A: Sure, it’s only three thousand miles, take lots of water.
Q: Are there any ATMs (cash machines) in Australia ? Can you send me a list of them in Brisbane , Cairns, Townsville and Hervey Bay ? (UK)
A: What did your last slave die of?
Q:Can you give me some information about hippo racing in Australia ? (USA)
A: A-fri-ca is the big triangle shaped continent south of Europe .
Aus-tra-lia is that big island in the middle of the Pacific which does not.
Oh forget it. Sure, the hippo racing is every Tuesday night in Kings Cross. Come naked.
Q:Which direction is north in Australia ? (USA)
A: Face south and then turn 180 degrees. Contact us when you get here and we’ll send the rest of the directions.
Q: Can I bring cutlery into Australia ? (UK)
A:Why? Just use your fingers like we do…
Q:Can you send me the Vienna Boys’ Choir schedule? (USA)
A: Aus-tri-a is that quaint little country bordering Ger-man-y, which is
Oh forget it. Sure, the Vienna Boys Choir plays every Tuesday night in Kings Cross, straight after the hippo races. Come naked.
Q: Can I wear high heels in Australia ? (UK)
A: You are a British politician, right?
Q:Are there supermarkets in Sydney and is milk available all year round? (Germany)
A: No, we are a peaceful civilization of vegan hunter/gatherers. Milk is illegal.
Q:Please send a list of all doctors in Australia who dispense rattlesnake serum. (USA)
A: Rattlesnakes live in A-meri-ca which is where YOU come from.
All Australian snakes are perfectly harmless, can be safely handled and make good pets.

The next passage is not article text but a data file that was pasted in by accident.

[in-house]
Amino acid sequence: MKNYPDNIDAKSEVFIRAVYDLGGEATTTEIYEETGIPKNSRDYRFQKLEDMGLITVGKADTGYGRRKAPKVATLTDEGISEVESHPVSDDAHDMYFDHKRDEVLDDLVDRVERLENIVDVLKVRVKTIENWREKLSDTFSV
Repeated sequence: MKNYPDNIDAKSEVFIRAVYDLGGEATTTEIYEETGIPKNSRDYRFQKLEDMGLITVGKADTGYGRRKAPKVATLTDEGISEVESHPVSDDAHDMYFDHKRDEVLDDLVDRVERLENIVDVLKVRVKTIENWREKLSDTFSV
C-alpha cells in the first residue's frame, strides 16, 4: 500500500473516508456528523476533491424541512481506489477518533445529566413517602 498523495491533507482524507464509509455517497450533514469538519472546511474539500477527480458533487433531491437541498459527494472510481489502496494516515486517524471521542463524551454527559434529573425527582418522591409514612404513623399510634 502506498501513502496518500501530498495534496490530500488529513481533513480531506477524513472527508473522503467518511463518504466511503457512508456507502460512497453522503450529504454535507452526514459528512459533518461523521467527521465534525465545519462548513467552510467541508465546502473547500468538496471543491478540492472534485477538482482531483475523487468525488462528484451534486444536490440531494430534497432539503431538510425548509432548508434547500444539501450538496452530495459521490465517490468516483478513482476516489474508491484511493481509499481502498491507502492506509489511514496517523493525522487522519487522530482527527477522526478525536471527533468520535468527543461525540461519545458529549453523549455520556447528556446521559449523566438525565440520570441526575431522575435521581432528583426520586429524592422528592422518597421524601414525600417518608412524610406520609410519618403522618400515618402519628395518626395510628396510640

Q:I have a question about a famous animal in Australia , but I forget its name. It’s a kind of bear and lives in trees. (USA)
A: It’s called a Drop Bear. They are so called because they drop out of gum trees and eat the brains of anyone walking underneath them.
You can scare them off by spraying yourself with human urine before you go out walking.
Q:I have developed a new product that is the fountain of youth. Can you tell me where I can sell it in Australia ? (USA)
A: Anywhere significant numbers of Americans gather.
Q:Do you celebrate Christmas in Australia ? (France)
A: Yes, but only at Christmas.
Q: Will I be able to speak English most places I go? ( USA )
A: Yes, but you’ll have to learn it first.
I have always said that wee drop of whisky (in moderation) was good for you. I have a large collection of whiskies (usually single malt) which I enjoy on special occasions.
I recently found this article which seems to support my belief:
The Health Benefits of Whisky:
1. Memory Boost: Whisky contains antioxidants that help improve the health of the brain. Additionally, alcohol boosts blood circulation, both of which contribute to your memory. Also, the ethanol in whisky helps your neurons function properly, which further aids recall.